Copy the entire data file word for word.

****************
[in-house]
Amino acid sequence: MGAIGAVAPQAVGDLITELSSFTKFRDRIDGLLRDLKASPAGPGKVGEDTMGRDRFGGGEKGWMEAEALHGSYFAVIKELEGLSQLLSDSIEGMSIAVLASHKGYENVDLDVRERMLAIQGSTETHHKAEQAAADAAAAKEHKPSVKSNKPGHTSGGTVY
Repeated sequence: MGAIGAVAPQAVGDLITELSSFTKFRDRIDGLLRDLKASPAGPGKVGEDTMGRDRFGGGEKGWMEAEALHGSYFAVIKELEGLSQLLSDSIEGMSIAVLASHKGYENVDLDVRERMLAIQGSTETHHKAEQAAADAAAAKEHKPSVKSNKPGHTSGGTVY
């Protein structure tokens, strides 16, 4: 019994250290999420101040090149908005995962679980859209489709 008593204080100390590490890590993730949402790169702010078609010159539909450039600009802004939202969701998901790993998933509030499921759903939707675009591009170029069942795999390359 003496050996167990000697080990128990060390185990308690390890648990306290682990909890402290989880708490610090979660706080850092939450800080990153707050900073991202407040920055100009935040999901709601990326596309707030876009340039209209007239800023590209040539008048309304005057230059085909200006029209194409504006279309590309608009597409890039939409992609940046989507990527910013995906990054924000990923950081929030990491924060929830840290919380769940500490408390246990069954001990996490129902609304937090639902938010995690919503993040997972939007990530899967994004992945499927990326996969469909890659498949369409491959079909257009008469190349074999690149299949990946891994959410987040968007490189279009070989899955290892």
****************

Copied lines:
[in-house]
Amino acid sequence: MGAIGAVAPQAVGDLITELSSFTKFRDRIDGLLRDLKASPAGPGKVGEDTMGRDRFGGGEKGWMEAEALHGSYFAVIKELEGLSQLLSDSIEGMSIAVLASHKGYENVDLDVRERMLAIQGSTETHHKAEQAAADAAAAKEHKPSVKSNKPGHTSGGTVY
Repeated sequence: MGAIGAVAPQAVGDLITELSSFTKFRDRIDGLLRDLKASPAGPGKVGEDTMGRDRFGGGEKGWMEAEALHGSYFAVIKELEGLSQLLSDSIEGMSIAVLASHKGYENVDLDVRERMLAIQGSTETHHKAEQAAADAAAAKEHKPSVKSNKPGHTSGGTVY
């Protein structure tokens, strides 16, 4: 019994250290999420101040090149908005995962679980859209489709 008593204080100390590490890590993730949402790169702010078609010159539909450039600009802004939202969701998901790993998933509030499921759903939707675009591009170029069942795999390359 003496050996167990000697080990128990060390185990308690390890648990306290682990909890402290989880708490610090979660706080850092939450800080990153707050900073991202407040920055100009935040999901709601990326596309707030876009340039209209007239800023590209040539008048309304005057230059085909200006029209194409504006279309590309608009597409890039939409992609940046989507990527910013995906990054924000990923950081929030990491924060929830840290919380769940500490408390246990069954001990996490129902609304937090639902938010995690919503993040997972939007990530899967994004992945499927990326996969469909890659498949369409491959079909257009008469190349074999690149299949990946891994959410987040968007490189279009070989899955290892």